Temporary Visas for Education or Cultural Exchange
The J-1 visa is used by international visitors to enter the United States (U.S.) temporarily for educational or cultural exchange purposes.
The Exchange Visitor Program is carried out under the Mutual Educational and Cultural Exchange Act of 1961, as amended, and administered by the Office of Exchange Coordination and Designation in the Bureau of Educational and Cultural Affairs. Exchange Visitor program participants are expected to return to their respective home countries to utilize the skills that they acquire while in the U.S.
The following is a list of the main Exchange Visitor Program categories:
- Trainees and interns in medicine, business, and other fields;
- Secondary, college, and university students;
- Teachers at all academic levels;
- Professors employed to teach and/or perform research at post-secondary institutions;
- Au pairs;
- Government Visitors; and
- Research Scholars.
Each category has specific requirements and regulations.
J-1 Visa Requirements
In order to apply for a J-1 visa, applicants must be sponsored by an American organization to come to the U.S. as a visitor in a recognized exchange category. Also, applicants are required to obtain a Form DS-2019 from their sponsor before applying for a J-1 visa.
J-1 visitors must have the requisite academic background to participate in the Exchange Visitor Program, including knowledge of the English language (unless the program does not require such knowledge). In addition, applicants must demonstrate that they plan to depart the U.S. at the conclusion of their exchange program, that they have compelling social and economic ties abroad which they have no intention of abandoning, and that they have sufficient funds to cover living expenses incurred while in the U.S.
Exchange visitors coming to the U.S. for medical education or training must have passed the Foreign Medical Graduate Examination.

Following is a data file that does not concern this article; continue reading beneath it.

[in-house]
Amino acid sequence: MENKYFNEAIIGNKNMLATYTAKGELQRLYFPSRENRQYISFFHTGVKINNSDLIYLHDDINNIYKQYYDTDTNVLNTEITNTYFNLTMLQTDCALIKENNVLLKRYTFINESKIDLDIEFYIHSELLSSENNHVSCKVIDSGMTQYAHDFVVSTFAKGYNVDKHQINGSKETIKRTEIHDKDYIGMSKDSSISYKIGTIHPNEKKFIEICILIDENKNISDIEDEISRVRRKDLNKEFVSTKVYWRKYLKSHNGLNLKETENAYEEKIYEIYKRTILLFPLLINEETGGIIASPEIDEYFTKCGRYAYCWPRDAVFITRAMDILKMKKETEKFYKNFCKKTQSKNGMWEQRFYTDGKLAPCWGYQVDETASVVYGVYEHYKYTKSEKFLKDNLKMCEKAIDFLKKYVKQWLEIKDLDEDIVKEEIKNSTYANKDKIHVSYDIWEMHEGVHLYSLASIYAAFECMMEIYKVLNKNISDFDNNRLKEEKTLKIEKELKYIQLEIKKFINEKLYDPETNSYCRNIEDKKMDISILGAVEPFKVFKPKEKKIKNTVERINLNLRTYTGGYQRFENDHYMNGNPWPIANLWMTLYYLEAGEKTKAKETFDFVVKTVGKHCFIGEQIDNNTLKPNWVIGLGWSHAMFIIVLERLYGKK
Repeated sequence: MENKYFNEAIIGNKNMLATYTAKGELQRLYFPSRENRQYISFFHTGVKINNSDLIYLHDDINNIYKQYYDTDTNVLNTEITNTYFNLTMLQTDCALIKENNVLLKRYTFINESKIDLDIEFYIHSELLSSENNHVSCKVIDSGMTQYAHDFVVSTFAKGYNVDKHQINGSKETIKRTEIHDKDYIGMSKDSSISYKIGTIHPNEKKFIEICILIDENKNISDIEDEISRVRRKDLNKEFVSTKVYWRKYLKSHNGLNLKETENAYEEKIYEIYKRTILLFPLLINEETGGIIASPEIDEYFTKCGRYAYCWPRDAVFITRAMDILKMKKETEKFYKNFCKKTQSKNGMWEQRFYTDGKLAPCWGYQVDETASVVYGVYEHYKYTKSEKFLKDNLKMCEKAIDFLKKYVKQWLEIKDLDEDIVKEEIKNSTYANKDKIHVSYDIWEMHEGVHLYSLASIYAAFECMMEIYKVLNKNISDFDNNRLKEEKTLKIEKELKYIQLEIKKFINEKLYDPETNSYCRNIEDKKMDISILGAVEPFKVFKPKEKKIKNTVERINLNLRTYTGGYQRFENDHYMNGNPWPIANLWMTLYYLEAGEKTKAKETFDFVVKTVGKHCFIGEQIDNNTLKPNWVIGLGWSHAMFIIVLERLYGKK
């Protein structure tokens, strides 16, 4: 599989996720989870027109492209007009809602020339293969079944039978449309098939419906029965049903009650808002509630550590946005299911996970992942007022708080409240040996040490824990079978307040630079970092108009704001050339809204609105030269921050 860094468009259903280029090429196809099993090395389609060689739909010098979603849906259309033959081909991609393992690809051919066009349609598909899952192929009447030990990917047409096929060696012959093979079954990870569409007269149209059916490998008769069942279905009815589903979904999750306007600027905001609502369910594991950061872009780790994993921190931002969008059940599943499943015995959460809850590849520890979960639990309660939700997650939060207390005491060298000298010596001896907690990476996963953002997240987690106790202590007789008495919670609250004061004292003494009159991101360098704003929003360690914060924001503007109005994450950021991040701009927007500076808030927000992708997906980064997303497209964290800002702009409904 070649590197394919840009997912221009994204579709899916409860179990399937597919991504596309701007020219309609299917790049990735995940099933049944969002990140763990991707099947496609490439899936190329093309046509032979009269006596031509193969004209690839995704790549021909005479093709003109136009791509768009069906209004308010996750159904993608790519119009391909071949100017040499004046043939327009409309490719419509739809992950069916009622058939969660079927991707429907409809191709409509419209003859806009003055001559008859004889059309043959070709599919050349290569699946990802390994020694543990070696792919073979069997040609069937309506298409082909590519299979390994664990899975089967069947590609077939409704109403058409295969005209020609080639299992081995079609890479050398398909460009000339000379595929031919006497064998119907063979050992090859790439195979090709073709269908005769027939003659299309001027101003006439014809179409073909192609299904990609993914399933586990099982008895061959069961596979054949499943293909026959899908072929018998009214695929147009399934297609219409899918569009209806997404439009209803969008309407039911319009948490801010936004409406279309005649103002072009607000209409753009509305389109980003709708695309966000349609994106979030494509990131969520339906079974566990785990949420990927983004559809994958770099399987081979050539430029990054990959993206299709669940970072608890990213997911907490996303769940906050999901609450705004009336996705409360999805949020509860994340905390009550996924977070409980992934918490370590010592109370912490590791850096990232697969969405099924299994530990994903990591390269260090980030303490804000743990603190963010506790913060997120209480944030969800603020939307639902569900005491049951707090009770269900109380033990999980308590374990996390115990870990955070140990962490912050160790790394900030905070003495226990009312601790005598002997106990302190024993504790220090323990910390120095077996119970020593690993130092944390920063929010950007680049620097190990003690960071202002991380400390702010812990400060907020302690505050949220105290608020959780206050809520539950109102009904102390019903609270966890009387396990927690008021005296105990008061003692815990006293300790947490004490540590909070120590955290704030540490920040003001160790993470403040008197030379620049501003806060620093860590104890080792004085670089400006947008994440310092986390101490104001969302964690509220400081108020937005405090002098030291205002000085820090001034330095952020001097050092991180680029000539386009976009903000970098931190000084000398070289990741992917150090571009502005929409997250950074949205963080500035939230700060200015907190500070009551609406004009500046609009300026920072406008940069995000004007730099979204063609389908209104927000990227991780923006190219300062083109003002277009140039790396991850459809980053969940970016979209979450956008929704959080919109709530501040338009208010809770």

J-1 Visa Employment Authorization
J-1 visa holders may be authorized to work in the U.S. as part of their exchange program. Participants in programs which do not involve work may not engage in outside employment.
J-1 Visa Foreign Residency Requirements
An exchange visitor is subject to the two-year home country physical presence requirement if the following conditions exist:
The program in which the exchange visitor is participating is directly or indirectly financed in whole or in part by the U.S. government or the government of the exchange visitor;
The exchange visitor entered the United States to receive graduate medical education or training; Or
The exchange visitor is a national or permanent resident of a country which has deemed the field of specialized knowledge or skill necessary to the development of the country.
If the exchange visitor is subject to the two-year home country foreign residence requirement, he or she cannot change his/her status to that of H Visa, L Visa, K Visa, or lawful US permanent resident until he or she has returned to his/her home country for at least two years or received a waiver of that requirement.
Waivers of Foreign Residency for J-1 Visa Holders
A waiver of the physical presence requirement may be granted in any one of the following situations:
“No Objection” Statement from the visitor’s home government is obtained;
The visitor claims that she or he will be persecuted if returned home;
A U.S. citizen or permanent resident spouse or child claims that exceptional hardship will result if the visitor returns home;
A request is made on behalf of the visitor by an interested U.S. government agency; or
A request is made on behalf of the visitor by a designated health agency or its equivalent.
Spouses and Children that Accompany J1 Visa Holders
Spouses and/or children (under the age of 21) who wish to accompany the principal J-1 visa applicant to the U.S. require derivative J visas.
The application procedure is the same as that for a primary visa applicant. The sponsor must approve the accompaniment of the spouse and/or children and issue each approved family member a Form DS-2019 as well. In addition, accompanying family members of the principal applicant must demonstrate that they have sufficient financial resources to cover all expenses while in the U.S.
Accompanying spouses and children of the J-1 Visa holder may study in the U.S. during the principal applicant’s exchange, but they are not authorized to work. J-2 visa holders may, however, apply to U.S. Citizenship and Immigration Services for employment authorization.